• Mike


      There has not been a military attack by a foreign military power on American soil since 1941. That has happened because we refused to forget how that happened and have gone forward with the military theory that it is better to fight acts of aggression when they are small on foreign soil, rather than risk another Pearl Harbor. That policy has worked, but it has cost us greatly…
      .There is an important slogan never to forget: “FREEDOM IS NOT FREE!”

      When millions of people stop wanting to become American citizens, i will begin to work about the future of this great country… Until that happens all this crap about “treason” and “don’t tread on me”by very comfortable, non threatened citizens is all hysterical bull crap!… :(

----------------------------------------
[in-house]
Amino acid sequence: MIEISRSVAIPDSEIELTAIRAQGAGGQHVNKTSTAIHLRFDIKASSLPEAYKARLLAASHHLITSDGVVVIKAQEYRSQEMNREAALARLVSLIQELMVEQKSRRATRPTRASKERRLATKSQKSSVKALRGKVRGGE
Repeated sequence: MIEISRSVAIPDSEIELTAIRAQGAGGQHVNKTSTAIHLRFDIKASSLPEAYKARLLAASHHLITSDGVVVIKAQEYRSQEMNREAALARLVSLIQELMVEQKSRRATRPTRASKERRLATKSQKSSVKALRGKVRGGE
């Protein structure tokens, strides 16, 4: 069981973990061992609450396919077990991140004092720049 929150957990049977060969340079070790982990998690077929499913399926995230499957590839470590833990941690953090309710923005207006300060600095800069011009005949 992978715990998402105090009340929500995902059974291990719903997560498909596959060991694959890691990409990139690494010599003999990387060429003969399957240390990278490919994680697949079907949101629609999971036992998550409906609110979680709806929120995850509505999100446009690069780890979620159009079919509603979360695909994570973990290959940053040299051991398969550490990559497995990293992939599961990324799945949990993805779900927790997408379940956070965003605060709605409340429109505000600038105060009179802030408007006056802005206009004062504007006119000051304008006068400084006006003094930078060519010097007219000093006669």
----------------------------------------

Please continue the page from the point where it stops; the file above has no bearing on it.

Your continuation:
Today less than 3% of the men under 30 in this country have never experienced the training brought by military service….. Nixon’s removal of the draft and opening of China have brought our great nation into more danger than any amount of military spending since 1941!… :(

  • Sam Silverton

    A strong militia has always been the foundation of our Nation’s freedom. Protect the Guard: Protect the Nation. Learn more @ and sign our NEW petitions to halt the ARI and keep the Apaches in the National Guard!

  • Barry Smith

    The Guard will have a full loaf once the NDAA makes it off the House floor. Stay tuned…